The First Basic GAME Formations, Circa 1999…Updated 2009-10, Part One

Back in 2000, I slotted, what were then, contemporary players into the various formation modules based on the players’ skill sets and what the positions’ requirements were. I thought it would be fun to revisit the first post about GAME formations by inserting recent players into the formations while detailing the needs of each position some more.

The following depth chart is for the power-speed formation module at the top of the diagram. You may notice that some of the players no longer play on the team listed next their name. Some of the players may not fit their current team as well as they did on their previous team; in these instances we have designated the team and the system that the listed player was more suited to play.


Module #1 power-speed formation depth chart:

SCDeron Williams (G, Utah Jazz), Kak√° (MF, Real Madrid). This module’s position requires a strong decision maker with size, strength, quickness and the ability to distribute the ball precisely. The decisions that the SC make are based on the alignment and/or (expected) degree of penetration by the defense. Reacting to the defensive alignment, the SC will distribute the ball to the ThB’s in the rear, pass or lateral to the outside wings where wing playmakers (W) are aligned within separate wing modules, or keep the ball to achieve forward progress. Next in line: Derrick Rose (G, Chicago Bulls).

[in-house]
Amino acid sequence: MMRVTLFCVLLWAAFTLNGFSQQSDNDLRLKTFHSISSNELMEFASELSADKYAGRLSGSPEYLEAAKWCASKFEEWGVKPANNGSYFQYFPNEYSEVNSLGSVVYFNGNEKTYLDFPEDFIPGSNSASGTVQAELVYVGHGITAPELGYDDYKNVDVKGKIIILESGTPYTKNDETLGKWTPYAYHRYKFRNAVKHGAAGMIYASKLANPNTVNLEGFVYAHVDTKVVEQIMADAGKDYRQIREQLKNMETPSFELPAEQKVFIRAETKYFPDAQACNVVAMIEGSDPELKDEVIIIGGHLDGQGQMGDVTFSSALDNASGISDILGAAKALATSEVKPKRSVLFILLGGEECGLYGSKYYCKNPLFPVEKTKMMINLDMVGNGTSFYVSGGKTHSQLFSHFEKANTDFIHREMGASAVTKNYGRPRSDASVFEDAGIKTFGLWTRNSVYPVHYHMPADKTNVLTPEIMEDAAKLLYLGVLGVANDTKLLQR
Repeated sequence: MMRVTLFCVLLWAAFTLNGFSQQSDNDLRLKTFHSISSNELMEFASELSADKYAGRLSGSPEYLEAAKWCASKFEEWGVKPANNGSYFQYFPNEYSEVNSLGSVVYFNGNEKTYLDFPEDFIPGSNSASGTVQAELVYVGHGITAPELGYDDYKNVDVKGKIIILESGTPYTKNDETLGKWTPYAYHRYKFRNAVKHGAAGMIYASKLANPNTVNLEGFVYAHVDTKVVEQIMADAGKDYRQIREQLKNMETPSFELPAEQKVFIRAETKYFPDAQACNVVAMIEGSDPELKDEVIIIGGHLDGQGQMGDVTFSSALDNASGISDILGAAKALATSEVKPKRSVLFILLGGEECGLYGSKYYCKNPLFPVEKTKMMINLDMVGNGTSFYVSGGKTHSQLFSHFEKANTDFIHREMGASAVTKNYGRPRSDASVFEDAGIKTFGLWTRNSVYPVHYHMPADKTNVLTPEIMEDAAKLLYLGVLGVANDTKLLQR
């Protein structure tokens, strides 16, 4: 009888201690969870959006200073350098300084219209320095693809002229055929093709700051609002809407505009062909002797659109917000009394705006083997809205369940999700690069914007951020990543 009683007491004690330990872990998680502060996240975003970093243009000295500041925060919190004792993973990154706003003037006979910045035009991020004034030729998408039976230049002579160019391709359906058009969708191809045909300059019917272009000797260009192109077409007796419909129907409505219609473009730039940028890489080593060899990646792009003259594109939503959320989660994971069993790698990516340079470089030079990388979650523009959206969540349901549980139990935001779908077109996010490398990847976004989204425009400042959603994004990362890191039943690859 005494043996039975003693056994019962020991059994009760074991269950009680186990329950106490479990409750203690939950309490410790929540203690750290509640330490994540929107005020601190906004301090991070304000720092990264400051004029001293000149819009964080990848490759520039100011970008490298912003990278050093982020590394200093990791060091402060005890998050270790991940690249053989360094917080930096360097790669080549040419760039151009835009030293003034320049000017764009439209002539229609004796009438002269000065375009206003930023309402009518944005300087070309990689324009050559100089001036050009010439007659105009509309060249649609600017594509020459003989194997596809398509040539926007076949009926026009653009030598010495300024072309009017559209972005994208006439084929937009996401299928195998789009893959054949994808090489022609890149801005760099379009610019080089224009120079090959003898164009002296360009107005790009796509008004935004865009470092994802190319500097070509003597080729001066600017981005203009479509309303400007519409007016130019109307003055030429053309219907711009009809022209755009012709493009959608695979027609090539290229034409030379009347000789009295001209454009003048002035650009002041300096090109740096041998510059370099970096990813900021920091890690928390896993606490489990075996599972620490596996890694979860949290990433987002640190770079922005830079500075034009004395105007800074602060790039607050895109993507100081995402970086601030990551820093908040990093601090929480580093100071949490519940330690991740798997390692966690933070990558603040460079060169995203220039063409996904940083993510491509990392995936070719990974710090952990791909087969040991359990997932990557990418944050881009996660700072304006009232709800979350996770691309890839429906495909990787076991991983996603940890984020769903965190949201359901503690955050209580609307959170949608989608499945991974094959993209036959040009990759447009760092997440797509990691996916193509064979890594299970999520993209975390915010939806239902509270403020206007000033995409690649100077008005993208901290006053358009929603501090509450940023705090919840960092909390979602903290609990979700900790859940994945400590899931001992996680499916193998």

ThB: Tim Tebow (QB, University of Florida), Dan LeFevour (QB, Central Michigan University). This position requires a player who has the rare ability to accurately make all throws or kicks, run with elusiveness and run with power. Power is important in this position since the defense is aligned in close proximity. This ThB can either block/guard larger defenders, receive the ball and accurately distribute to ThB’s behind or to playmakers on the wings, or keep the ball to achieve forward progress. Next in line: Cam Newton (QB, Auburn University).